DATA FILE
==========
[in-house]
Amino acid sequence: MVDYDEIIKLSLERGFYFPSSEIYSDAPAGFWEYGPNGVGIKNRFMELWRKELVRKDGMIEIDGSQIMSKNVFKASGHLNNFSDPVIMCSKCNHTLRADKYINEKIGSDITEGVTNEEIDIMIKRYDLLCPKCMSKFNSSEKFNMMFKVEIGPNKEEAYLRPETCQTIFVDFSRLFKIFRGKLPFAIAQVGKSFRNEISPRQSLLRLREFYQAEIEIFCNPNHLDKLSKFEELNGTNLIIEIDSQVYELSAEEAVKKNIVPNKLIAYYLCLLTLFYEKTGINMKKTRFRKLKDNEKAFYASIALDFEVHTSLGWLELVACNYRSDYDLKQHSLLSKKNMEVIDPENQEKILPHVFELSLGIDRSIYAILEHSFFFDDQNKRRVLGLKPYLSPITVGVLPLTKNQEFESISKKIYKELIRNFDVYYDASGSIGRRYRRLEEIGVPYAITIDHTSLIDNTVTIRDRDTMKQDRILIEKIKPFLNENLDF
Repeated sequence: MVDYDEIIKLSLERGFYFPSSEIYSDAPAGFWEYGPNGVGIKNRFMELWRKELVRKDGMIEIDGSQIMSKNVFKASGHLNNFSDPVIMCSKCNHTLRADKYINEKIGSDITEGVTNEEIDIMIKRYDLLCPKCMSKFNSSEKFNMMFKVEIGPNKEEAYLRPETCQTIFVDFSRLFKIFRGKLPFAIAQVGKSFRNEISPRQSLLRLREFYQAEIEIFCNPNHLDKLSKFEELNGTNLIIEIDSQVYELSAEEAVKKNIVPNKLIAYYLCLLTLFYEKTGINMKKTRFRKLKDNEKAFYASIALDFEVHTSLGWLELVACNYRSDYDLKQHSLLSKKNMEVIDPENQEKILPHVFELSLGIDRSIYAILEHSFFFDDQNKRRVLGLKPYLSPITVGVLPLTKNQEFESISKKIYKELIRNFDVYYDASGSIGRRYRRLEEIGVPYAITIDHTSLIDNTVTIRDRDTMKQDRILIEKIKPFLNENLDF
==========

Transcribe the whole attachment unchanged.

[in-house]
Amino acid sequence: MVDYDEIIKLSLERGFYFPSSEIYSDAPAGFWEYGPNGVGIKNRFMELWRKELVRKDGMIEIDGSQIMSKNVFKASGHLNNFSDPVIMCSKCNHTLRADKYINEKIGSDITEGVTNEEIDIMIKRYDLLCPKCMSKFNSSEKFNMMFKVEIGPNKEEAYLRPETCQTIFVDFSRLFKIFRGKLPFAIAQVGKSFRNEISPRQSLLRLREFYQAEIEIFCNPNHLDKLSKFEELNGTNLIIEIDSQVYELSAEEAVKKNIVPNKLIAYYLCLLTLFYEKTGINMKKTRFRKLKDNEKAFYASIALDFEVHTSLGWLELVACNYRSDYDLKQHSLLSKKNMEVIDPENQEKILPHVFELSLGIDRSIYAILEHSFFFDDQNKRRVLGLKPYLSPITVGVLPLTKNQEFESISKKIYKELIRNFDVYYDASGSIGRRYRRLEEIGVPYAITIDHTSLIDNTVTIRDRDTMKQDRILIEKIKPFLNENLDF
Repeated sequence: MVDYDEIIKLSLERGFYFPSSEIYSDAPAGFWEYGPNGVGIKNRFMELWRKELVRKDGMIEIDGSQIMSKNVFKASGHLNNFSDPVIMCSKCNHTLRADKYINEKIGSDITEGVTNEEIDIMIKRYDLLCPKCMSKFNSSEKFNMMFKVEIGPNKEEAYLRPETCQTIFVDFSRLFKIFRGKLPFAIAQVGKSFRNEISPRQSLLRLREFYQAEIEIFCNPNHLDKLSKFEELNGTNLIIEIDSQVYELSAEEAVKKNIVPNKLIAYYLCLLTLFYEKTGINMKKTRFRKLKDNEKAFYASIALDFEVHTSLGWLELVACNYRSDYDLKQHSLLSKKNMEVIDPENQEKILPHVFELSLGIDRSIYAILEHSFFFDDQNKRRVLGLKPYLSPITVGVLPLTKNQEFESISKKIYKELIRNFDVYYDASGSIGRRYRRLEEIGVPYAITIDHTSLIDNTVTIRDRDTMKQDRILIEKIKPFLNENLDF